“Social assistance has meant so much to me.” Elisabeth Marwa, 73 years old, Kenya.
Elisabeth Marwa’s life became unbearable when her husband of 50 years turned violent and forced her out of their home. He had wanted to sell their property so he could use the proceeds to marry a younger woman.
Homeless and with no one to take her in, Elisabeth used all her money to move to Nairobi to start a new life. However, when she arrived in the city she struggled to find employment. Every employer turned her away as they considered her too old to work. She was only offered a few low paid jobs as a domestic worker, but over time her employers reduced her hours, deciding a younger person would work harder. Soon she could no longer afford her rent and was left homeless once again.
Her circumstance only changed when she began to receive social assistance from the Older Persons Cash Transfer Programme. Launched by the government of Kenya, this programme provided Elizabeth with 1,065 Ksh a month, the equivalent of 10.65 USD.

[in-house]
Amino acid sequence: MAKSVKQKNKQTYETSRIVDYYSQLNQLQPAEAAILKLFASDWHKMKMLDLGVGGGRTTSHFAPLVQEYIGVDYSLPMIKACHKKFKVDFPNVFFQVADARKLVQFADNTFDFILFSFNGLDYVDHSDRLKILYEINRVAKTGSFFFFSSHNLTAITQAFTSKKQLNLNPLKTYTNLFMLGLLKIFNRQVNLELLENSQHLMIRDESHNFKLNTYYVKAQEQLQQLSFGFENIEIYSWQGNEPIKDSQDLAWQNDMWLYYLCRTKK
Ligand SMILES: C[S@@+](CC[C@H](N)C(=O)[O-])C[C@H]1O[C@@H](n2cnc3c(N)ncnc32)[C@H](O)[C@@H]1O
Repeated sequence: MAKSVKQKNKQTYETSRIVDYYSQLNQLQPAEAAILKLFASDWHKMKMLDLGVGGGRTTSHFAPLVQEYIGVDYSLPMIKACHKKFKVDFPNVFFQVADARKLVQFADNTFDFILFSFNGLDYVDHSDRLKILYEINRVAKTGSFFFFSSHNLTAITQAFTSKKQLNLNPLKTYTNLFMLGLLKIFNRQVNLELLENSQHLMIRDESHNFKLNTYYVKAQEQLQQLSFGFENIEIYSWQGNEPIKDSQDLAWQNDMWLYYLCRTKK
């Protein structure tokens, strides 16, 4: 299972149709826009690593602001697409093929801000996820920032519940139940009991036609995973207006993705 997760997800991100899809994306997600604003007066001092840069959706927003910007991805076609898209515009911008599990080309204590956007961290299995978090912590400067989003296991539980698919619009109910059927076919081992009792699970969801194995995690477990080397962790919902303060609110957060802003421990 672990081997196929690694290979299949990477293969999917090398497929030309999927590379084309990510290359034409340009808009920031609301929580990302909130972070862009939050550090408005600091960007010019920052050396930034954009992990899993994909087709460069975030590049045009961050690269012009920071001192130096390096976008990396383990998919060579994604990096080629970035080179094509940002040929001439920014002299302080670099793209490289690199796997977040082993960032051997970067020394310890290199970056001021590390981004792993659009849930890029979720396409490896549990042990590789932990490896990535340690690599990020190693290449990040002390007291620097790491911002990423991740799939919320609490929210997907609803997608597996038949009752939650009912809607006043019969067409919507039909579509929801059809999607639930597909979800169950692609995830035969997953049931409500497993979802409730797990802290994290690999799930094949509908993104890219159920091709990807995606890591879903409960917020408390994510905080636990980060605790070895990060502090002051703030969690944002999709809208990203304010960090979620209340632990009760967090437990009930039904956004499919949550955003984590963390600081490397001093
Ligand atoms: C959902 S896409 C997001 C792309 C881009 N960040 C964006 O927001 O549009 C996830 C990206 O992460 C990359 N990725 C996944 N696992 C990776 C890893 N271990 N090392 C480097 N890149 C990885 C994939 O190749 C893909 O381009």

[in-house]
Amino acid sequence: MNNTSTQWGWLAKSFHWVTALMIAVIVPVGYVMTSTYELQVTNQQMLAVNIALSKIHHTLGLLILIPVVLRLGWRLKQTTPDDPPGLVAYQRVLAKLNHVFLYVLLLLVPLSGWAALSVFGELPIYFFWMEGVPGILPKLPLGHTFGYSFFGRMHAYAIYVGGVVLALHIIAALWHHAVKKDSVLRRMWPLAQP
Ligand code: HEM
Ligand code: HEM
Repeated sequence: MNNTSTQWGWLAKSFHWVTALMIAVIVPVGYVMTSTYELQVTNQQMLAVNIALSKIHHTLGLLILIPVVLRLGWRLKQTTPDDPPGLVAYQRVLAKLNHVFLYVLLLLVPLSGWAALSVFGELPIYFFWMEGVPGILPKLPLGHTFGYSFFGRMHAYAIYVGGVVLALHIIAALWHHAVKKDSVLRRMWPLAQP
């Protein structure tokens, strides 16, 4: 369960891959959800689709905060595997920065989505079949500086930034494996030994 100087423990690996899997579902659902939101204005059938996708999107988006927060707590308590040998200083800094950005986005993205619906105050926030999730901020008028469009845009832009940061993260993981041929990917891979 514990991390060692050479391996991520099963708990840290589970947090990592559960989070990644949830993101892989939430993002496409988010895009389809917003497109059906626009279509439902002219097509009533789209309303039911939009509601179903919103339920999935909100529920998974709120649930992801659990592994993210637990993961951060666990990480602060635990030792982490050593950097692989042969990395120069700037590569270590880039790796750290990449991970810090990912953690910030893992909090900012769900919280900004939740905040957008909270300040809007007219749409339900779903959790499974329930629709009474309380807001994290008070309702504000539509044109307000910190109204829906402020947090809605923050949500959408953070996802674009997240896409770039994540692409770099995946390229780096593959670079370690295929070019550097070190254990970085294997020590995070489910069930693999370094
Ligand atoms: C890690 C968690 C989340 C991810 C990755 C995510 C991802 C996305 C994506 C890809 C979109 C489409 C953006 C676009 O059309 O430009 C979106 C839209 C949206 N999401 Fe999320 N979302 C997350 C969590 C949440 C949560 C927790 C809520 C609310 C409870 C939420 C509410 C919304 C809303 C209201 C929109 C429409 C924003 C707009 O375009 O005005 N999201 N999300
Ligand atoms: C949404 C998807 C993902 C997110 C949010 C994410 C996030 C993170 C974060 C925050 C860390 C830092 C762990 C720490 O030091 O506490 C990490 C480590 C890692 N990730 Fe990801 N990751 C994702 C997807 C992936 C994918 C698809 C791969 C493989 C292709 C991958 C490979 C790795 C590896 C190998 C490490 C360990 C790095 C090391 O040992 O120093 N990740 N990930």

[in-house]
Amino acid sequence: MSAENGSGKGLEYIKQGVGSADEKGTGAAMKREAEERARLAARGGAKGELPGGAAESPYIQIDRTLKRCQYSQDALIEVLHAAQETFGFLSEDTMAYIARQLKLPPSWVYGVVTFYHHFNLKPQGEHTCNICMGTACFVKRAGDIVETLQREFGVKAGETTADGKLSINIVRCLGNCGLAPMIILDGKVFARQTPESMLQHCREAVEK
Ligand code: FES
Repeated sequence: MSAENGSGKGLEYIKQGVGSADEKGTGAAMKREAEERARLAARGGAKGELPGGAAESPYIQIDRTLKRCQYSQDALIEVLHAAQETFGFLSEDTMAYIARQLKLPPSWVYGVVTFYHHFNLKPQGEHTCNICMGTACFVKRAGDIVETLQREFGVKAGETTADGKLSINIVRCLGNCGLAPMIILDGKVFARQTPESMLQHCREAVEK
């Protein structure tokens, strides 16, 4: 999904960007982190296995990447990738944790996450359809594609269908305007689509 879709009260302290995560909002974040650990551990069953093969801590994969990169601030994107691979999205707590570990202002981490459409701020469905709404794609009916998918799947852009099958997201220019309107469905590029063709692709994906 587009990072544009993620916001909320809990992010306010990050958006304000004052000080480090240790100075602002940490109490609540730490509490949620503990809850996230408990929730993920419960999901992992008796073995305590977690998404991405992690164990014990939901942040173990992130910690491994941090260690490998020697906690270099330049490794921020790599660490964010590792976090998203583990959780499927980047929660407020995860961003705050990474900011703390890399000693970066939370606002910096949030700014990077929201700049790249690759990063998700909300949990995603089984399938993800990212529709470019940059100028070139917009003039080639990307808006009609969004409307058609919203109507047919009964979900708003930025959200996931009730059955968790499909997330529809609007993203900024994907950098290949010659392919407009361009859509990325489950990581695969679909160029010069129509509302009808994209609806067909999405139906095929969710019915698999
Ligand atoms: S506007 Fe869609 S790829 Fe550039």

“The social assistance has meant so much to me,” said Elisabeth. Initially, she used the money to pay her rent, but later she got the idea of starting her own business by turning charcoal dust into briquettes (block of compressed combustible material used as fuel).
However, Elisabeth needs more support to have a good quality of life. Her business is not doing well. Many men and women disapprove of her occupation, believing her to be too old to successfully run her own business. This has substantially reduced her profits, as people refuse to buy briquette from her. The financial assistance she receives is also not adequate for her needs and over time has become inconsistent, leaving her worried about her future.
“The last time I got paid was in December and I’m still waiting. The delay has affected my business. Today, I can no longer afford to buy a sack of dust. I only buy a quarter of a sack or less to keep moving. Buying food and transport to move about has become an issue,” she said.